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A tuna a day makes the cat slow to play.

A tuna a day makes the cat slow to play

Most cats love fish, espacially tuna. But overindulging that craving could have serious repercussions -- a dramatic and chronic malaise, according to veterinarian Ketherine A. Houpt and her co-workers at Cornell University in Ithaca, N.Y.

Houpt fed six cats -- three of each sex -- off-the-shelf canned, red-meat-tuna cat food. An identical group received beef cat food only. Behavioral testing -- begun after cats had spent four months on these diets, and continued for an additional two months -- showed those dining on tuna were dramatically less vocal, less active and less playful than cats fed beef. The observed malaise did not affect the tuna-fed animals' performance on maze tests or their response to human handling.

Methylmercury, naturally present throughout the aquatic environment, accumulates in many fish -- and can be expected in any oceanic variety, explains toxicologist Donald Lisk, who worked on the project. The tuna these cats ate contained 3.55 parts per million methylmercury -- 5.5 times more than the beef but only about hafl the limit allowed in human food by the Food and Drug Administration. While the research doesn't prove methylmercury caused the behavioral differences between the two groups, Houpt notes that the 10-fold higher brain levels of this neurotoxic metal in the tuna-fed cats suggests a causal association.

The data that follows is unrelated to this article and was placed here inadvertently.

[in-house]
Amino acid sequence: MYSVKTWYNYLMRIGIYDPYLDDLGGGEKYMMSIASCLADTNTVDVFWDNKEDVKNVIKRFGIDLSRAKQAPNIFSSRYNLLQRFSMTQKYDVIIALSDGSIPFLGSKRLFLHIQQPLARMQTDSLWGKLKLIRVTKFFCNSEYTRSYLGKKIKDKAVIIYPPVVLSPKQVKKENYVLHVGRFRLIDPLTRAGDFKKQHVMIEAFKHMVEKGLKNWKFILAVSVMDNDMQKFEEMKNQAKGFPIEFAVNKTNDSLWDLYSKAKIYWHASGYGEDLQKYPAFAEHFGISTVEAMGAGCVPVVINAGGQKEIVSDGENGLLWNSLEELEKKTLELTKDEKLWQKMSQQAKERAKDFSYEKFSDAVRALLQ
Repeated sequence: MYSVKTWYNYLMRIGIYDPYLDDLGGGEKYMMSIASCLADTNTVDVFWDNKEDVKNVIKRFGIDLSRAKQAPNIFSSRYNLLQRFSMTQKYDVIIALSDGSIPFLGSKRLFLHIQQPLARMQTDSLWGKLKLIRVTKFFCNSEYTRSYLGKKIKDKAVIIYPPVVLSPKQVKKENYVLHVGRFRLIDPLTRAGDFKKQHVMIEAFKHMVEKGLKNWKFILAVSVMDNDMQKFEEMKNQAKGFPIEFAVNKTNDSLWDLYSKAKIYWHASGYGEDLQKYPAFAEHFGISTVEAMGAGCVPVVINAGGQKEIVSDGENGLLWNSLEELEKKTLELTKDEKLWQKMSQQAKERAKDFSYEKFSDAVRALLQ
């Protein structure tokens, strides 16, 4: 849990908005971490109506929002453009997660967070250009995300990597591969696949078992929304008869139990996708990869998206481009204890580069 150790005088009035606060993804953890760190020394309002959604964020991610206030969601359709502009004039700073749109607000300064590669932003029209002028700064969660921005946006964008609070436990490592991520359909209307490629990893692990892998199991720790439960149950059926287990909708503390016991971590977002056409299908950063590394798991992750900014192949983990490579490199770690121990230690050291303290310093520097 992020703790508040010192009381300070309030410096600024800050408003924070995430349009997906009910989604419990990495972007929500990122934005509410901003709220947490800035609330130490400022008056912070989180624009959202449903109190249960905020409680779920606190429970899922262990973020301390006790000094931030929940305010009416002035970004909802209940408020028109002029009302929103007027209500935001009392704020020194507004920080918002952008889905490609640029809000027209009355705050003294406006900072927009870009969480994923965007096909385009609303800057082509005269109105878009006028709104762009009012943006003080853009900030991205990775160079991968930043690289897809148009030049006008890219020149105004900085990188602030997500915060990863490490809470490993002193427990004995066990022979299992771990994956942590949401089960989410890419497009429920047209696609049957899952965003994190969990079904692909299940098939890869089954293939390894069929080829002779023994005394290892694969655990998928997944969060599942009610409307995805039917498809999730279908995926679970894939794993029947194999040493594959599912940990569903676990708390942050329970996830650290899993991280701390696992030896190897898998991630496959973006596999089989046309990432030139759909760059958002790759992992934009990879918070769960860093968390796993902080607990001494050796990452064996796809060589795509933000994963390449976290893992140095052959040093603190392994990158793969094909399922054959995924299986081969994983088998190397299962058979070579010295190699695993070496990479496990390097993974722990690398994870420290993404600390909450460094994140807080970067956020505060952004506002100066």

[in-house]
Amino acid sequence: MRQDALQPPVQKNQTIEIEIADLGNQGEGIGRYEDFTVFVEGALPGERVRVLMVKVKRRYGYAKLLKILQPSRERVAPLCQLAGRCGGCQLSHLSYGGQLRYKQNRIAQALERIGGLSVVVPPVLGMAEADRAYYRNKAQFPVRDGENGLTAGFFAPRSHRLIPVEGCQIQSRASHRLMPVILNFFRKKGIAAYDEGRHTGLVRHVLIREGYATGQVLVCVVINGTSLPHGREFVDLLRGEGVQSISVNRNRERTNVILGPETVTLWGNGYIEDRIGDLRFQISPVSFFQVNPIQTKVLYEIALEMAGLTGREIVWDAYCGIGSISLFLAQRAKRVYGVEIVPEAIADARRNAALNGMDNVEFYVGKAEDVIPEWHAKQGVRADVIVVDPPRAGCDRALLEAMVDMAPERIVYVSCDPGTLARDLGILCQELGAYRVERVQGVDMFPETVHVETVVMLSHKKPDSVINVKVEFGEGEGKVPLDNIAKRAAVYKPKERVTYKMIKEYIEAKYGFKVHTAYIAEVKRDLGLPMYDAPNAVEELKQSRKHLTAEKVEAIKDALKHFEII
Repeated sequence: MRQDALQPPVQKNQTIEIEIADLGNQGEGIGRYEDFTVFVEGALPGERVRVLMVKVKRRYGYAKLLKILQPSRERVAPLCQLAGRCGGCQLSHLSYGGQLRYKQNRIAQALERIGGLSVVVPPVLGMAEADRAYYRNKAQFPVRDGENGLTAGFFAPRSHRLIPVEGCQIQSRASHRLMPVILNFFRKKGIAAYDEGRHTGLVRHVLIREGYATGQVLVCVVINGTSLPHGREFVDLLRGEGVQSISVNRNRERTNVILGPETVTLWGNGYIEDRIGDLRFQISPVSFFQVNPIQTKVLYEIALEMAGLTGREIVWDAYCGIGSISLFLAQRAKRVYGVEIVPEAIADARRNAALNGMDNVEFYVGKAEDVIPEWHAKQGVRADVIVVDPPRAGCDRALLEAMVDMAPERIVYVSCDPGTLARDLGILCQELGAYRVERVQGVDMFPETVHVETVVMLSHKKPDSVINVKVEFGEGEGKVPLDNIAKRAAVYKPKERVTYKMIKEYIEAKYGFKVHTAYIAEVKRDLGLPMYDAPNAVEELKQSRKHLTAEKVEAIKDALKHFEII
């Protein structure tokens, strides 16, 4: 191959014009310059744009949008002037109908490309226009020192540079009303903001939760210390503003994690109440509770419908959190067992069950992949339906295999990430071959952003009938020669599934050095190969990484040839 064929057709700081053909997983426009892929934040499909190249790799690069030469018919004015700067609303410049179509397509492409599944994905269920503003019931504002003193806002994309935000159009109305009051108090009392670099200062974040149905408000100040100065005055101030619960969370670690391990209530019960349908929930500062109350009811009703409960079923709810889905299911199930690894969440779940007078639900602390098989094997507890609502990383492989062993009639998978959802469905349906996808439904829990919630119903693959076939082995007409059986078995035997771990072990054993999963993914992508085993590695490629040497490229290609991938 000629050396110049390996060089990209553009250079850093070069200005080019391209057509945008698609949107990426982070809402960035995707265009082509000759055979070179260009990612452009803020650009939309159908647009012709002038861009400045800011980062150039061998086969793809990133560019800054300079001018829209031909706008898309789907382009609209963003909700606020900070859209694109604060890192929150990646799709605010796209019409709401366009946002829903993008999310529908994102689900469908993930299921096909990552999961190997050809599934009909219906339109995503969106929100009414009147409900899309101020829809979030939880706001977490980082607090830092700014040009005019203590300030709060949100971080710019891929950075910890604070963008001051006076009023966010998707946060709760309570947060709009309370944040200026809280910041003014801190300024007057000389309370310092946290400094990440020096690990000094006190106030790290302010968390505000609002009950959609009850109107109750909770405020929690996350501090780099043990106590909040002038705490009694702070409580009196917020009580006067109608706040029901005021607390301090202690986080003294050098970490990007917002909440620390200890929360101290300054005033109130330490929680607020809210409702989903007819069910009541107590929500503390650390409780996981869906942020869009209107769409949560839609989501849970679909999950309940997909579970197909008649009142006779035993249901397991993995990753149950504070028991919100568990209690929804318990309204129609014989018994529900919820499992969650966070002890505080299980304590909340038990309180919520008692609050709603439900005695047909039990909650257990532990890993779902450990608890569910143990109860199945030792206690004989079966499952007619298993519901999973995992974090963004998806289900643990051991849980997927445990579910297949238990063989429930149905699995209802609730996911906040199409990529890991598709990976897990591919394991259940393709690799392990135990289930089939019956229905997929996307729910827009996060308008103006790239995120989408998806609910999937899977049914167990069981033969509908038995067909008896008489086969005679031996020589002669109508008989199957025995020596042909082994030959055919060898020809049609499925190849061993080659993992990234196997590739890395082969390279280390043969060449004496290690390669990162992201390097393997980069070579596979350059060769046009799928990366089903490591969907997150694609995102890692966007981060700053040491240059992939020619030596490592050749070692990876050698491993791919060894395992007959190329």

Ironically, although dietary selenium often prevents even the most severe effects of methylmercury poisoning -- retardation or death -- the tuna used in these studies was not selenium deficient. This suggests, Lisk says, that selenium may not protect against methylmercury's behavioral effects.

The findings indicate that tuna should not become a mainstay of feline diets -- especially for young, growing cats, Houpt says. Human implications are less clear, Lisk says, because red-meat tuna contains a higher proportion of toxic metals than the white meat used in most canned tuna products destined for human diners.
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Title Annotation:diet rich in tuna may cause malaise in cats
Publication:Science News
Date:Feb 18, 1989
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